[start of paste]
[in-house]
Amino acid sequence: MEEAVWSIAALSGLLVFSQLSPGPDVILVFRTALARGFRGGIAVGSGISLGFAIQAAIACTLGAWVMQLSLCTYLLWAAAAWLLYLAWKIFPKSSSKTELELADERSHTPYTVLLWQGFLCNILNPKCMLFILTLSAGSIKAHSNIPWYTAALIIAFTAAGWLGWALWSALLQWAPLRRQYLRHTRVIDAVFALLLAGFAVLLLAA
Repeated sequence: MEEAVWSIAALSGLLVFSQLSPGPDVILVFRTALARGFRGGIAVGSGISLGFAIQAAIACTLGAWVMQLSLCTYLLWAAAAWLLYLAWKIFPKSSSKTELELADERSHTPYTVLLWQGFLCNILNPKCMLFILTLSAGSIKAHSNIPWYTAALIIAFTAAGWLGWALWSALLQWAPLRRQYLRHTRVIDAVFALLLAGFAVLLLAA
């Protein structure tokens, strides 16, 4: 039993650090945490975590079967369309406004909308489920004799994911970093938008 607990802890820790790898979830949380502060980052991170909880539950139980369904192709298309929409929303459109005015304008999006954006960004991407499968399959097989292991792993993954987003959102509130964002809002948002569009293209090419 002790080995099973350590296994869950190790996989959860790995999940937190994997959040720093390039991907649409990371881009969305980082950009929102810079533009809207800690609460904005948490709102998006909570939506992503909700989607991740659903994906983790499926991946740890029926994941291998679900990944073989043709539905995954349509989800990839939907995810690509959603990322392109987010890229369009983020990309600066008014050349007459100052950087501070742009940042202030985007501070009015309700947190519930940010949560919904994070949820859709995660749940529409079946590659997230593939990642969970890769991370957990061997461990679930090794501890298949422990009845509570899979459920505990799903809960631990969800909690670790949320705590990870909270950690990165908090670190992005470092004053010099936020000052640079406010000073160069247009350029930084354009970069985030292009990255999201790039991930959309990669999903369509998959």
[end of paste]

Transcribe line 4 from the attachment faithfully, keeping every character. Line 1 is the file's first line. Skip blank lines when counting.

């Protein structure tokens, strides 16, 4: 039993650090945490975590079967369309406004909308489920004799994911970093938008 607990802890820790790898979830949380502060980052991170909880539950139980369904192709298309929409929303459109005015304008999006954006960004991407499968399959097989292991792993993954987003959102509130964002809002948002569009293209090419 002790080995099973350590296994869950190790996989959860790995999940937190994997959040720093390039991907649409990371881009969305980082950009929102810079533009809207800690609460904005948490709102998006909570939506992503909700989607991740659903994906983790499926991946740890029926994941291998679900990944073989043709539905995954349509989800990839939907995810690509959603990322392109987010890229369009983020990309600066008014050349007459100052950087501070742009940042202030985007501070009015309700947190519930940010949560919904994070949820859709995660749940529409079946590659997230593939990642969970890769991370957990061997461990679930090794501890298949422990009845509570899979459920505990799903809960631990969800909690670790949320705590990870909270950690990165908090670190992005470092004053010099936020000052640079406010000073160069247009350029930084354009970069985030292009990255999201790039991930959309990669999903369509998959």